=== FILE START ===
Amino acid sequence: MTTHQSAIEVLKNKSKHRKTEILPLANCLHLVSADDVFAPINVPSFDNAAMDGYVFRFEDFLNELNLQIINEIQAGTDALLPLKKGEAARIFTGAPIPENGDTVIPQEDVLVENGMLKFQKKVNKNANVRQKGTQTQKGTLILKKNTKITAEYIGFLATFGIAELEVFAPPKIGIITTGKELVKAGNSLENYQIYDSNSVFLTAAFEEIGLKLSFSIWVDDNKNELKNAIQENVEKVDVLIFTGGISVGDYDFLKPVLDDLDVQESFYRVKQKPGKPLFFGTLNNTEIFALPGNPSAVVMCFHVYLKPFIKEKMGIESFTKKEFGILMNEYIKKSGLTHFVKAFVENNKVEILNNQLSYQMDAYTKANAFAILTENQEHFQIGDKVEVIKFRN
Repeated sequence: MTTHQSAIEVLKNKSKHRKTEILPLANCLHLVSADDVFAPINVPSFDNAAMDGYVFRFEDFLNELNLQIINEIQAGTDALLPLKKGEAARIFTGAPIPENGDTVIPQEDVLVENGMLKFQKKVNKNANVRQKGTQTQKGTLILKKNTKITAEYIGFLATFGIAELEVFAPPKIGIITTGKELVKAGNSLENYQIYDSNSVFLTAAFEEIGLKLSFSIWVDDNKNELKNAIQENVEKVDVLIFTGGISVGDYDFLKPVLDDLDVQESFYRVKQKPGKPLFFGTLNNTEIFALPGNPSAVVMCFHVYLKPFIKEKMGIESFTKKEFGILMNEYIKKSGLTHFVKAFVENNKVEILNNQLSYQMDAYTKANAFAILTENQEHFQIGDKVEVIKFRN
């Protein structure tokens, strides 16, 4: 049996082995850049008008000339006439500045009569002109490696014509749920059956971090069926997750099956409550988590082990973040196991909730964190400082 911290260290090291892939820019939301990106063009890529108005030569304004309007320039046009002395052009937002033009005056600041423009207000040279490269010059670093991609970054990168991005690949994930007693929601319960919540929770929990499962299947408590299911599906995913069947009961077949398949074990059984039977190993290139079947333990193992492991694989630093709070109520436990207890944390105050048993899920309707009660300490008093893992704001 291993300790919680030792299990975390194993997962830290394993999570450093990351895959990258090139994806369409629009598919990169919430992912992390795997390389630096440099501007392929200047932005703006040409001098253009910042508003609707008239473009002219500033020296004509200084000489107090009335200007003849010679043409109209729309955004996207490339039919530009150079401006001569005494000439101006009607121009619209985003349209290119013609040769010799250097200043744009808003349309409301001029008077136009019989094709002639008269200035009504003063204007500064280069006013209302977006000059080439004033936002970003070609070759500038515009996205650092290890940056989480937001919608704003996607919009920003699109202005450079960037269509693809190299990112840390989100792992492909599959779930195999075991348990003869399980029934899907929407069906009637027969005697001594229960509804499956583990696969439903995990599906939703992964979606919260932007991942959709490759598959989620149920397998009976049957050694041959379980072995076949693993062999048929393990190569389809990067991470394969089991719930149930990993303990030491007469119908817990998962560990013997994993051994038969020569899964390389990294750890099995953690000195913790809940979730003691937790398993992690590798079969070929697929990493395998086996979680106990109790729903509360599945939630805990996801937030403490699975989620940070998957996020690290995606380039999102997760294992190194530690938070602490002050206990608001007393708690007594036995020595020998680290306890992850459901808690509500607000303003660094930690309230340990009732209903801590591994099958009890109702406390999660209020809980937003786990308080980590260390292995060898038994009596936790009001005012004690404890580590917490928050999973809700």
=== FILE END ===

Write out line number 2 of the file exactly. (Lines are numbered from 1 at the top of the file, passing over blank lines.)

Repeated sequence: MTTHQSAIEVLKNKSKHRKTEILPLANCLHLVSADDVFAPINVPSFDNAAMDGYVFRFEDFLNELNLQIINEIQAGTDALLPLKKGEAARIFTGAPIPENGDTVIPQEDVLVENGMLKFQKKVNKNANVRQKGTQTQKGTLILKKNTKITAEYIGFLATFGIAELEVFAPPKIGIITTGKELVKAGNSLENYQIYDSNSVFLTAAFEEIGLKLSFSIWVDDNKNELKNAIQENVEKVDVLIFTGGISVGDYDFLKPVLDDLDVQESFYRVKQKPGKPLFFGTLNNTEIFALPGNPSAVVMCFHVYLKPFIKEKMGIESFTKKEFGILMNEYIKKSGLTHFVKAFVENNKVEILNNQLSYQMDAYTKANAFAILTENQEHFQIGDKVEVIKFRN